flippant. Parents wish to know about the comparative effectiveness of different types of schools, and social scientists have an obligation to try to furnish the best possible answer.
We have sought to answer this question by conducting research in New Zealand. U.S. readers may question the relevance of a study of school contexts in New Zealand for youths in the United States. Indeed, the two nations' school systems differ in important ways. Still, because the selection effects in New Zealand schools are considerably less pronounced than those in the United States, the New Zealand project offered a unique opportunity to capitalize on a "natural" experiment. Of course, our efforts to reduce "intake" differences between different types of schools -- whether through conducting research in New Zealand or through the introduction of statistical controls -- are not enough. It is possible that we have failed to render the two different types of schools equivalent, even with adjustments for the most relevant intake differences, and our conclusions must be interpreted accordingly.
The conclusions that we can draw are sobering, however, because they suggest no clear-cut solution to questions about the comparative effects of schools. Debates about the comparative effectiveness of schools are often reduced to dichotomous alternatives. With regard to the gender organization of schools, the question is asked: Which are better, coed or single-sex schools? Our research suggests that these debates obscure both the complexities of adolescent development, as well as the challenges that confront students, parents, and teachers.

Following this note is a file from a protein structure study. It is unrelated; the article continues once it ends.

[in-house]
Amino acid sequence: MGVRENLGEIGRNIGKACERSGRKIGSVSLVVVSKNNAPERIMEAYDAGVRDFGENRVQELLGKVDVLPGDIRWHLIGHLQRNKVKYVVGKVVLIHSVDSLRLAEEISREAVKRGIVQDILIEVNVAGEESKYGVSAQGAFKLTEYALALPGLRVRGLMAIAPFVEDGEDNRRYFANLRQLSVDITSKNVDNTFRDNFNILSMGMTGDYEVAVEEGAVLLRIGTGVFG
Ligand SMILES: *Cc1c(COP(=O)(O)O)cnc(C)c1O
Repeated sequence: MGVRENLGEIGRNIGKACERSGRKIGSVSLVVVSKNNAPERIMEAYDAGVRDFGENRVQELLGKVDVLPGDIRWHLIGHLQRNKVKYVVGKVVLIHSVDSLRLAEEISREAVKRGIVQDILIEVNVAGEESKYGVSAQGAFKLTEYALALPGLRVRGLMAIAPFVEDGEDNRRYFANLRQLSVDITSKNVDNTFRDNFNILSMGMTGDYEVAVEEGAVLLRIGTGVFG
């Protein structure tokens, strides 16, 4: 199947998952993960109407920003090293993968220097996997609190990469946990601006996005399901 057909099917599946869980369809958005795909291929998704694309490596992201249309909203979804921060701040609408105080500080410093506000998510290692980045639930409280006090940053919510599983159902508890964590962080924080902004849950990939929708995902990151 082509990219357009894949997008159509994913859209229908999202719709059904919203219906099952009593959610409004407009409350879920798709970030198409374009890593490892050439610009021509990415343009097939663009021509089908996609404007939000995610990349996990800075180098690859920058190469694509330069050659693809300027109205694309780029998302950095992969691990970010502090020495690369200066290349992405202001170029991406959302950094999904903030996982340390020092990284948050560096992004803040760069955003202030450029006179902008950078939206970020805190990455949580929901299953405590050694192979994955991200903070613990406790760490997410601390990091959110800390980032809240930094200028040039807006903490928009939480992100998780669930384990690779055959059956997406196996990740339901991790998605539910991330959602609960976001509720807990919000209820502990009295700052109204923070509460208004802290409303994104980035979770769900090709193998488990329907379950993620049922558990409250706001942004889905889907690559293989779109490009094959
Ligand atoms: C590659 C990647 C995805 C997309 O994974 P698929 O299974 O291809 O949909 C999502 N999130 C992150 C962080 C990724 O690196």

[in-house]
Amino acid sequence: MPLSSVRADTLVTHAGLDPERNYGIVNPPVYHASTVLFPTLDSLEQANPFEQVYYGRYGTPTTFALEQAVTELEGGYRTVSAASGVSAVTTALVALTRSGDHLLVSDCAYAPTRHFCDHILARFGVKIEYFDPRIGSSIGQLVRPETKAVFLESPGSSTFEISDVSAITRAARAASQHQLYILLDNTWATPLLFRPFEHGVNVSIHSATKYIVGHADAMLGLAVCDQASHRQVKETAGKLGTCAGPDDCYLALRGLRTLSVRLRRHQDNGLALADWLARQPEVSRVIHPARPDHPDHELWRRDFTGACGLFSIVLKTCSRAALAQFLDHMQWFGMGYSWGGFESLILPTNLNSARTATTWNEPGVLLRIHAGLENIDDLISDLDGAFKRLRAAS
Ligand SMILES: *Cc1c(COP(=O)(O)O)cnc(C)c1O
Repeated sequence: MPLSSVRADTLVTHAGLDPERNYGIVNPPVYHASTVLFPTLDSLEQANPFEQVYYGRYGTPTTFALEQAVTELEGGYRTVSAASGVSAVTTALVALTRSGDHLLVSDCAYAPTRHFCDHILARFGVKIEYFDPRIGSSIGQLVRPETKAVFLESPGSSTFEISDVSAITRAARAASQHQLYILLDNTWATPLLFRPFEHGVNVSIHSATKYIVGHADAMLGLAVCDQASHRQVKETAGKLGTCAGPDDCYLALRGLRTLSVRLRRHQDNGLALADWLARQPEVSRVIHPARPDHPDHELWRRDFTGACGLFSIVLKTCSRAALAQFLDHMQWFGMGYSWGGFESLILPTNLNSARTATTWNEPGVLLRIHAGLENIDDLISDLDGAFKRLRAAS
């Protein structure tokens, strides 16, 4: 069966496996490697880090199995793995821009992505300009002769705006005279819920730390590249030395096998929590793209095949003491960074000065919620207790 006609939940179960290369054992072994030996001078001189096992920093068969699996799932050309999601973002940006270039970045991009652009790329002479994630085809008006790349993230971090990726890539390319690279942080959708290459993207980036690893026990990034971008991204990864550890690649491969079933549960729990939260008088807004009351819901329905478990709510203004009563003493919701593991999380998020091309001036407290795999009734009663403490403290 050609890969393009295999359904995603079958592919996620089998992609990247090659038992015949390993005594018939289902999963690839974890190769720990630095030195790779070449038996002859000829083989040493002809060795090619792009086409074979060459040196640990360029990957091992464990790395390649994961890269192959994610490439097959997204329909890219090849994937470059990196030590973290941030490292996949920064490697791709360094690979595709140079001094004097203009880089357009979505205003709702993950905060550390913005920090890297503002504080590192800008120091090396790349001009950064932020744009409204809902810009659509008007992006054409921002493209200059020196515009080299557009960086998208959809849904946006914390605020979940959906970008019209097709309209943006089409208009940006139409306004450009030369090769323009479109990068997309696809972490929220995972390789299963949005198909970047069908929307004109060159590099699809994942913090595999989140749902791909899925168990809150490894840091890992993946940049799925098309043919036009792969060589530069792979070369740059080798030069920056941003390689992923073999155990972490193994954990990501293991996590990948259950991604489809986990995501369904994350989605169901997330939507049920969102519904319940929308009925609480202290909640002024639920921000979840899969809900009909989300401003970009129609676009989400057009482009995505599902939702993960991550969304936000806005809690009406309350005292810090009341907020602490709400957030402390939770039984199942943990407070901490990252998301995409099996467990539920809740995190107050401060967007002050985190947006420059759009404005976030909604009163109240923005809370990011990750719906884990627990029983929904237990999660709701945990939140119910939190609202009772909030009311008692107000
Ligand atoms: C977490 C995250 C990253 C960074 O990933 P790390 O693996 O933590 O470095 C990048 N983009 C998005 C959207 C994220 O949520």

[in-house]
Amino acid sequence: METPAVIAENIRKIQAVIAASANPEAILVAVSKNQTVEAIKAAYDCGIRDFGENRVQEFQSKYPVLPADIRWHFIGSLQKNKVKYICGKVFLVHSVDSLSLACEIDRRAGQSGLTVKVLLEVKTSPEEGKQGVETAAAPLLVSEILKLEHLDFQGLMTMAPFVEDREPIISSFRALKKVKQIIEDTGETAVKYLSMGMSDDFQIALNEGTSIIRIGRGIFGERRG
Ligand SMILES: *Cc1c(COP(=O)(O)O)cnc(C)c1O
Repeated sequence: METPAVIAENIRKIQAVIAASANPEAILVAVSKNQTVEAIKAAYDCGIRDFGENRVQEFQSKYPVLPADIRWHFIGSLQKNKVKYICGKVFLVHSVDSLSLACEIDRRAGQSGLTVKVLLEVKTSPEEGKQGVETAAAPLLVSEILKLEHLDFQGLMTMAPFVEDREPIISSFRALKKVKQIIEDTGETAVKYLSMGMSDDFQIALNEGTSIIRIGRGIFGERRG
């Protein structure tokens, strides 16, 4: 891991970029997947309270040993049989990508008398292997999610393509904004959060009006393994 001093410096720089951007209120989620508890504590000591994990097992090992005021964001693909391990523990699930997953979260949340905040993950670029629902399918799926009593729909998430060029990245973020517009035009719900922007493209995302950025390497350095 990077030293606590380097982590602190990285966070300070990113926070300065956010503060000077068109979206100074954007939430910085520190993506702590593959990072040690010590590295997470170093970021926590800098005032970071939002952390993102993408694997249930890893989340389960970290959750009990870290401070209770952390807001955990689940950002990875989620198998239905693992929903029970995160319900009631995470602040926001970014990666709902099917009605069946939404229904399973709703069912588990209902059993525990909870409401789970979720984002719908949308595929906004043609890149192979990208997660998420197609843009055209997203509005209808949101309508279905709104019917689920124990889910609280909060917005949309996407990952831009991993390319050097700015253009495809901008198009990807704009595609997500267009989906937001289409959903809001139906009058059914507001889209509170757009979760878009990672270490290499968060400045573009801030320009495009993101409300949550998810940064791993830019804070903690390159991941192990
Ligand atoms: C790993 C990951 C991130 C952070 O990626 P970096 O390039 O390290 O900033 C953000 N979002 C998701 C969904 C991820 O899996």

It appears that the effects of different school environments on adolescent development depend on individual differences in pubertal timing. The gender organization of schools may influence pathways through adolescence, but this influence varies according to the timing of physical maturation. Males in the classroom are more disruptive for young women than for little girls (never mind that the "young women" and the "little girls" were born in the same year).
These findings serve to remind that the impact of biological events on behavioral development is controlled by the social context of development. These findings also suggest that uniform interventions in the gender organization of schools are useless because they will have different effects on different persons at different times. Social policies and educational reforms cannot be mandated on the basis of such conditional effects. However, conditional effects can be used to alert parents to the potential consequences that their school choice will have for their children.
This work was supported by U.S. Public Health Service Grants from the Personality and Social Processes Research branch (MH-49414 to A. Caspi), the Antisocial and Violent Behavior Branch (MH-45070 to T. E. Moffitt) of